This is a post from one of my previous blogs which I do not use anymore. So, I may safely post it here without fear of duplication.

It was a little after 10.30 pm. The usually rackety locality, flanking the main road on two sides, was unusually quiet.  At precisely 10.39 pm, the silence of the locality was rent by blaring sirens. It was the cue. From sleepy houses and deserted tea stalls, shadowy figures materialized in complete silence. They took their places on either side of the main road. The air had stopped moving a long time ago. It was a graveyard’s silence in the locality, punctuated only by the sirens which became louder every moment.

And then they were there. In open backed trucks shrouded by canvas. The trucks had no sirens. It was the pilot cars that escorted them. A short procession. Then again, why would they need a long one? Not when their life had been cut short.

It was a procession of the dead bodies of the 24 EFR Jawans who had been killed in Shilda on 16.02.2010.

The tail lights of the last car in the procession faded in the distance. The onlookers had been standing in silence, completely still. Slowly, now, they moved away from the road and went about their respective business. The usually rackety locality, however, remained still for the rest of the night. Grief had hushed it up.


The gun salute given was broadcast live on the television. Most people have never seen one before. They sat glued to their television sets, marvelling at the rapidity with which the coffins were unloaded and decorated with the National Flag. They were impressed at the orderliness with which the Jawans (living) lined up and performed the last salute. They were amused when the jawans, after the salute, bent down and collected the empty cartridge shells. Well, that’s part of their duty isn’t it?

Yes, it is part of their duty. Their barrack building in Salua has two Farsi words engraved on the outer wall ……… Wafadari aur Bahaduri. Loyalty and courage. Well, they did die loyally, in service of their country. But could they show courage? They died with bullets on their backs. They died perhaps with food in their hands instead of guns.

They were unprepared, un-alert, soft targets. They had not anticipated the attack. They had trusted in being informed beforehand. They had to pay for these blunders with their lives. They had to die with their bullet-proof vests within inches of their reach.

“Paramilitary forces stationed in the heart of disturbance should have been prepared. They should have had high vigilance and better patrol. Miscommunication with the other combative forces and misinformation led to this unfortunate incidence. In a terrorist stronghold, you can never be too sure of safety. Underestimating your enemy is a mistake that has proved to be detrimental time and again. What, other than constant threat of insurgence, can be expected in a terrorist stronghold? ”.


They died because they were not the policy makers or decision takers. They needed directions. They were given none.

There are two classes of people.

There are people who can direct, and therefore, there are people who need directing. A democracy creates leaders to direct its masses, through ordeals, towards the building of a welfare state. Its leaders are to shepherd the populace, mentor and guide them. Even in societies formed on the principle of equality, there is “a first among equals”. A doyen to tell what to do. If the elected leaders fail to do this duty, well, there is always someone who’ll fill the void. Terrorists are not born. Terrorists are created. They are created by the negligence, indolence and the weakness of the government. They are created by the prolonged desolation to which the people are subjected. They are created by utter complacency on part of the country’s defence system. They are created, because, they are let.  Every Frankenstein has a mad scientist in its making.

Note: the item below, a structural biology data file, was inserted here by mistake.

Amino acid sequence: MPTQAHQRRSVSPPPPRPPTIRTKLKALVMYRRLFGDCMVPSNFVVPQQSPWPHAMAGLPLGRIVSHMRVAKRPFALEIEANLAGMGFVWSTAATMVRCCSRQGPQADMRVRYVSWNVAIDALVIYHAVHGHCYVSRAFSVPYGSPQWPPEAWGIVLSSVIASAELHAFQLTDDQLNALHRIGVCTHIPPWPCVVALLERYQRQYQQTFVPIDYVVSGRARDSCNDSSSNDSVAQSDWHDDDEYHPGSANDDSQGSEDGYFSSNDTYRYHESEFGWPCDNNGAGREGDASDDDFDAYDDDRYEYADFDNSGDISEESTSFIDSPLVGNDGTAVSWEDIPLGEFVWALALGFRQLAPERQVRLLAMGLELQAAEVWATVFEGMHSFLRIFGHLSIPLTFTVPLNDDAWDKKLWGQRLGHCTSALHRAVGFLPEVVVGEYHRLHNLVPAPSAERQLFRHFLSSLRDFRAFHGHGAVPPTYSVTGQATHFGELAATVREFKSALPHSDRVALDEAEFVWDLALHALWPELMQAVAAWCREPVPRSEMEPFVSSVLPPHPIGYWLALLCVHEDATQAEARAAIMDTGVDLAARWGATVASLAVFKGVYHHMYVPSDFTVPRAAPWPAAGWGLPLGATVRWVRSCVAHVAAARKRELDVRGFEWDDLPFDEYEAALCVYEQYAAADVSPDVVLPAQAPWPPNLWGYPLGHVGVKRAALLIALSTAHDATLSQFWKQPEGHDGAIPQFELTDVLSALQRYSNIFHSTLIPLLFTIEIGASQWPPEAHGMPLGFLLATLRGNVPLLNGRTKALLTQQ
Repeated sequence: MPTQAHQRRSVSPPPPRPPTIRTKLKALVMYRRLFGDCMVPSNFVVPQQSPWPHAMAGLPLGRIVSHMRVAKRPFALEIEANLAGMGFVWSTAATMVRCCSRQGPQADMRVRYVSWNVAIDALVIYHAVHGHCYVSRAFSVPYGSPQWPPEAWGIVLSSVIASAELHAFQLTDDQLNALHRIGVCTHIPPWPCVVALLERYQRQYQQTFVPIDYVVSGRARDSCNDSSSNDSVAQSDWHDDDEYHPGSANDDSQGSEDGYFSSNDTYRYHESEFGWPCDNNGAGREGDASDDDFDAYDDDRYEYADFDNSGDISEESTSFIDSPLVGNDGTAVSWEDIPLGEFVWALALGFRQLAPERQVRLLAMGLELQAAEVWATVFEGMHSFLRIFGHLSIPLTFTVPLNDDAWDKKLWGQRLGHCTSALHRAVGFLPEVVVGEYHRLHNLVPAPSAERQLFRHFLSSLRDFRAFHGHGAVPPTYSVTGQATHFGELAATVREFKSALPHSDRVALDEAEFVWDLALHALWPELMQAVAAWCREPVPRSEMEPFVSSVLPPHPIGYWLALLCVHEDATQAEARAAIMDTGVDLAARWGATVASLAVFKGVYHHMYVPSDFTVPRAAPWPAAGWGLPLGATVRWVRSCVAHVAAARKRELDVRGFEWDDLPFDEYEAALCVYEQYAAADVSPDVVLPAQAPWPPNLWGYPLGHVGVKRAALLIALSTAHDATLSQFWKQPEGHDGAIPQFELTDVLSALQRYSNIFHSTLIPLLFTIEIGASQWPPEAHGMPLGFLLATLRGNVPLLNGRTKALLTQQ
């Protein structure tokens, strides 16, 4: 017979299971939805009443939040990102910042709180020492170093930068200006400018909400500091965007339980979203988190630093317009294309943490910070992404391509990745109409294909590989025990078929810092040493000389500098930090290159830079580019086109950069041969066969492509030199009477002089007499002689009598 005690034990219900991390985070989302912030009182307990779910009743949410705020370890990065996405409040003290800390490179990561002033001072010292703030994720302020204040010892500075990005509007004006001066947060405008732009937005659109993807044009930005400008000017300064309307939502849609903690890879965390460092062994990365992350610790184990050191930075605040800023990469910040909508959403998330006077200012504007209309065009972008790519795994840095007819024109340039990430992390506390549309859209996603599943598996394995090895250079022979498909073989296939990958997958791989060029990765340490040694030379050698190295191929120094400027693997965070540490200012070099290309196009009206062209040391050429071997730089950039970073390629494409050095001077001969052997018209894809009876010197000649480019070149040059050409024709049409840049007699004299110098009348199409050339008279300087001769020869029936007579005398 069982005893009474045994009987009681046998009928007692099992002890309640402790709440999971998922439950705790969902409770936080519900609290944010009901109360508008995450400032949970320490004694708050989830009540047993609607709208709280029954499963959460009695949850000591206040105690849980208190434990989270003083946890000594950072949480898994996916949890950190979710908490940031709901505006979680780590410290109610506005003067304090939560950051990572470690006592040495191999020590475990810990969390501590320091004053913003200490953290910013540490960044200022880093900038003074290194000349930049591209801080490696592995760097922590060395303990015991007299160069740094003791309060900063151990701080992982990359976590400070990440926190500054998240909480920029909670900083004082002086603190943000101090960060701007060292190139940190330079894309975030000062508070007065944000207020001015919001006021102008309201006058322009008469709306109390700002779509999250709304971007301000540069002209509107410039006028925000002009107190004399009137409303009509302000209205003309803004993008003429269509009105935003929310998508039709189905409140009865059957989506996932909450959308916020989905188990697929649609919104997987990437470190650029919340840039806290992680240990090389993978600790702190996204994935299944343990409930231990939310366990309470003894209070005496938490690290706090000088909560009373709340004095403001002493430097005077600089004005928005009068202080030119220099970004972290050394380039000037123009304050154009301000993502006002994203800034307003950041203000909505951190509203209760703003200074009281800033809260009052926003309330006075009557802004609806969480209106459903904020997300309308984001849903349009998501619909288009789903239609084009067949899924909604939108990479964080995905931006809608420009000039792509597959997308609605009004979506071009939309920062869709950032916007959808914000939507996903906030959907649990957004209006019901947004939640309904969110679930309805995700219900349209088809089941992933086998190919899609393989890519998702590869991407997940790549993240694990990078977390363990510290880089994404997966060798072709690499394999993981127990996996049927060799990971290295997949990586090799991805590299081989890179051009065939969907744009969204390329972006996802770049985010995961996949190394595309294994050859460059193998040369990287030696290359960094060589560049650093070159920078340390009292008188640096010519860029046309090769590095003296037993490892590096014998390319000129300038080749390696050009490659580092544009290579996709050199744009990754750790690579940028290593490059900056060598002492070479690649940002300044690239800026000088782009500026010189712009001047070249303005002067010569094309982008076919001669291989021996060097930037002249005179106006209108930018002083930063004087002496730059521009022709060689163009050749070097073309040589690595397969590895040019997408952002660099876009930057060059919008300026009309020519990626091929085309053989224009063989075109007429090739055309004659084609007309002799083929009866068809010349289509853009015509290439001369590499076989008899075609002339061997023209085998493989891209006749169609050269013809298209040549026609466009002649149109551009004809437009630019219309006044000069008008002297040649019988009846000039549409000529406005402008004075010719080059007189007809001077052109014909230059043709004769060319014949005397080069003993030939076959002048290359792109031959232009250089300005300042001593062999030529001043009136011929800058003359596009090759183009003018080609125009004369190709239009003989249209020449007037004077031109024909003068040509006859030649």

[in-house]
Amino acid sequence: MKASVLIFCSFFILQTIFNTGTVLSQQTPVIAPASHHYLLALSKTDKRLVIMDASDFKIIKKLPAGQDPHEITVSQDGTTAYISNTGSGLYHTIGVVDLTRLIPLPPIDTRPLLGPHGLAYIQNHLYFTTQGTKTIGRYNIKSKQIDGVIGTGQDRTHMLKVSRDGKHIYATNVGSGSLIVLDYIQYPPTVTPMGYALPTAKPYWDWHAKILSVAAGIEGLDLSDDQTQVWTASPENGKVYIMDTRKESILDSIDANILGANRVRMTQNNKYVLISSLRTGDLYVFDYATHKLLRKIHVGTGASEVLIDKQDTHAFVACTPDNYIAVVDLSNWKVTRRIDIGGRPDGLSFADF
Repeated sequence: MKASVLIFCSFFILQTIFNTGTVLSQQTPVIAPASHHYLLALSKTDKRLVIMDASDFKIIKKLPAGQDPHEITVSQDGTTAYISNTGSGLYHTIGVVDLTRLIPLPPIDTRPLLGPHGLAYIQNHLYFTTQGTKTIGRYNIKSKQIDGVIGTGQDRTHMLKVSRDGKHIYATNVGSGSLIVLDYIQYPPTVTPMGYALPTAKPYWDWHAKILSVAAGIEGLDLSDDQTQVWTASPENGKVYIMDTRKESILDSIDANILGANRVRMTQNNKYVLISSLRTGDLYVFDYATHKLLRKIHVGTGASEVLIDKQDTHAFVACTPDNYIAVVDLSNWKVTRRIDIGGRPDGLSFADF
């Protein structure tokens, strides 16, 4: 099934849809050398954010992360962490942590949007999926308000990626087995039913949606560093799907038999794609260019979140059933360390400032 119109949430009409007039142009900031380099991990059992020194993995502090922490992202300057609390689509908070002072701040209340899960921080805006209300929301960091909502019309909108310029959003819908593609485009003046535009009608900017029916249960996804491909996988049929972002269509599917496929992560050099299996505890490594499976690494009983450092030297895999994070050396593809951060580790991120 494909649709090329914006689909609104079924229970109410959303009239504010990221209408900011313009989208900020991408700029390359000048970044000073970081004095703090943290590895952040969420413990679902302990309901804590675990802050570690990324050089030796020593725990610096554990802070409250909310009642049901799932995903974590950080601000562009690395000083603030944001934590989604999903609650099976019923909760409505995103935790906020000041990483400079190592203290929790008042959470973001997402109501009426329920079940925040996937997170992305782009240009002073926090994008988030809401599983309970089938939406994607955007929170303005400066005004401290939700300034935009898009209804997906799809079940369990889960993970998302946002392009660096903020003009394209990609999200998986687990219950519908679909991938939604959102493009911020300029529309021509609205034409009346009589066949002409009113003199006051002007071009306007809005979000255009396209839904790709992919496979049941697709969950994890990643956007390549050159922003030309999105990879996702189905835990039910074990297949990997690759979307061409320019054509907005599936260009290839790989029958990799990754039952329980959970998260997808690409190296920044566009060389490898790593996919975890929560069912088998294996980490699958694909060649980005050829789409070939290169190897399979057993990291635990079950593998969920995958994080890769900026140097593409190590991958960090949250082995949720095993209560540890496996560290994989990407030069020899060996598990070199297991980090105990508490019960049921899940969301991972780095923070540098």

The television was broadcasting live. The officials saluted the dead bodies at the end of the function. Their duty for today was done. 


The auto service from Kharagpur bus stand and railway station has its terminus in Salua. Regular travel creates opportunities to make acquaintance with people, jawans as well. Some are friendly, some unsociable. But they are all people, humans. Except those, of course, who came back in coffins at the back of the trucks. They are dead bodies now. Mutilated faces, dismembered bodies that once might have been co-passengers in autos. It took a bullet or shrapnel to change their status from living to dead.

It all happened close by.

Shilda is not on international borders. Nor is it in the remotest corner of the country. It is here and it is near. So, switching off the television does not keep the possibility of similar such terrorist attacks anywhere and everywhere, at bay. The gangrene is spreading. It won’t be stopped by closed doors and brick walls. Crossfire does not filter civilians every time it kills. The first year college boy who died in the attack has proved it with his life. He will not be given a guard of honour.

Doors won’t keep terrorists out. But an iron will might. A unified voice, ringing out in condemnation of acts that degrade human decency might set a ripple. The dead jawans’ families are already on the forefront. They have lost once to the terrorists. They don’t want to lose again. It is a small voice. But, it takes a small sound to create an avalanche. “Enough is enough”.


It is long past midnight now. The people of the locality are sleeping. Their sleep will be heavy with grief tonight. Many have lost acquaintances, some have lost friends. But all of them have lost a battle against terrorism. As long as they are afraid, they will keep losing; friends, families and the right of a decent death. But the war can still be won. All it takes is the will to unite.

 “All for one and one for all”



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